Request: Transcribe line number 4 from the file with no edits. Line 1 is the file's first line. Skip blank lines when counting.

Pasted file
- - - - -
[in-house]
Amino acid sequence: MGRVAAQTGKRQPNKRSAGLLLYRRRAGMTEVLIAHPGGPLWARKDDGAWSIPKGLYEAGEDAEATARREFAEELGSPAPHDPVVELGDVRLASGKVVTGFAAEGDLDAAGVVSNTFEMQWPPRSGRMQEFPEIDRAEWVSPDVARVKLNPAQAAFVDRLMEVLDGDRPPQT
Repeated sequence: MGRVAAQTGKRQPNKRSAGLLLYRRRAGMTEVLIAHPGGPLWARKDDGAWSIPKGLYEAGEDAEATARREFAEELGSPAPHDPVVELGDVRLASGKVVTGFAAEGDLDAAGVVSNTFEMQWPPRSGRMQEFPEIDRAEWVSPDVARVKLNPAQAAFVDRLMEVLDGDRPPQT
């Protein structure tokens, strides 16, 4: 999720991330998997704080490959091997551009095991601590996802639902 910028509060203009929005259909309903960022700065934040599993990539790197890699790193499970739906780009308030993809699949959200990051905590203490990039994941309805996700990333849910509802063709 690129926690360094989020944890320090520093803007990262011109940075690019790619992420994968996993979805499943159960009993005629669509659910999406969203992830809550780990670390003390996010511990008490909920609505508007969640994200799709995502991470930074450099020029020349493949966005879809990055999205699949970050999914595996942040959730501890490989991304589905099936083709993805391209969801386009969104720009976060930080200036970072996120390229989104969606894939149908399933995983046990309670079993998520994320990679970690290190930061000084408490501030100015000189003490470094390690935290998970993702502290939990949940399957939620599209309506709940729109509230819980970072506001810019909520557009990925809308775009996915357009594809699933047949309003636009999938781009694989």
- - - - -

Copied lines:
């Protein structure tokens, strides 16, 4: 999720991330998997704080490959091997551009095991601590996802639902 910028509060203009929005259909309903960022700065934040599993990539790197890699790193499970739906780009308030993809699949959200990051905590203490990039994941309805996700990333849910509802063709 690129926690360094989020944890320090520093803007990262011109940075690019790619992420994968996993979805499943159960009993005629669509659910999406969203992830809550780990670390003390996010511990008490909920609505508007969640994200799709995502991470930074450099020029020349493949966005879809990055999205699949970050999914595996942040959730501890490989991304589905099936083709993805391209969801386009969104720009976060930080200036970072996120390229989104969606894939149908399933995983046990309670079993998520994320990679970690290190930061000084408490501030100015000189003490470094390690935290998970993702502290939990949940399957939620599209309506709940729109509230819980970072506001810019909520557009990925809308775009996915357009594809699933047949309003636009999938781009694989």